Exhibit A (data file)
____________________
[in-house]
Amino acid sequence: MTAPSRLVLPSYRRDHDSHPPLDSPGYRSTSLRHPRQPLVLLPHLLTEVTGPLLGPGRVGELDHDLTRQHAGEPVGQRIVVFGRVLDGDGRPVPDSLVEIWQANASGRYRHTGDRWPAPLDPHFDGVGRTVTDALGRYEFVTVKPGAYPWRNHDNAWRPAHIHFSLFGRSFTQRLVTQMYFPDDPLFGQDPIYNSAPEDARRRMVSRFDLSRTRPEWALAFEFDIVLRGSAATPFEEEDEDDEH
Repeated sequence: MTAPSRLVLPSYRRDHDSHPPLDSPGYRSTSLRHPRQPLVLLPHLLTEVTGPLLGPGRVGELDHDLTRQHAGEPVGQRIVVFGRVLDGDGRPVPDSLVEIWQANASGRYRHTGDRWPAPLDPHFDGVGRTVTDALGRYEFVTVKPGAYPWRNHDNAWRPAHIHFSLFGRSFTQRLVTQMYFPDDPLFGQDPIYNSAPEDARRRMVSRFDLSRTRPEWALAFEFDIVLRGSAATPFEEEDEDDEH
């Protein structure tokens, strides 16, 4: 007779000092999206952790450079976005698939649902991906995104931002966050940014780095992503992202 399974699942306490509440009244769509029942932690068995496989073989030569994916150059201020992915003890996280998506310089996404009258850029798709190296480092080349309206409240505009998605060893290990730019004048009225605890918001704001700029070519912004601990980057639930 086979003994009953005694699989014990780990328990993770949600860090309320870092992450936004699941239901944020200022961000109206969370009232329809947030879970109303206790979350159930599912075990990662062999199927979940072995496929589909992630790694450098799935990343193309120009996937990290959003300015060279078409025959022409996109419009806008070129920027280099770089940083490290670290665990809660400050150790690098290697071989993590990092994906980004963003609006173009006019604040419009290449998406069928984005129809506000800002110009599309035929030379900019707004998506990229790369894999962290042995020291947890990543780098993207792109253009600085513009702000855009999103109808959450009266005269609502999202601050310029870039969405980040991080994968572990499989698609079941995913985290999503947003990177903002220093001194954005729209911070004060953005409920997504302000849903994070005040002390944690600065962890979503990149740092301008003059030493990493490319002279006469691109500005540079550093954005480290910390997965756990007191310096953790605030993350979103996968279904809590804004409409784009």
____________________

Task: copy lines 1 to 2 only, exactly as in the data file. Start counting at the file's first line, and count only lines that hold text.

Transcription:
[in-house]
Amino acid sequence: MTAPSRLVLPSYRRDHDSHPPLDSPGYRSTSLRHPRQPLVLLPHLLTEVTGPLLGPGRVGELDHDLTRQHAGEPVGQRIVVFGRVLDGDGRPVPDSLVEIWQANASGRYRHTGDRWPAPLDPHFDGVGRTVTDALGRYEFVTVKPGAYPWRNHDNAWRPAHIHFSLFGRSFTQRLVTQMYFPDDPLFGQDPIYNSAPEDARRRMVSRFDLSRTRPEWALAFEFDIVLRGSAATPFEEEDEDDEH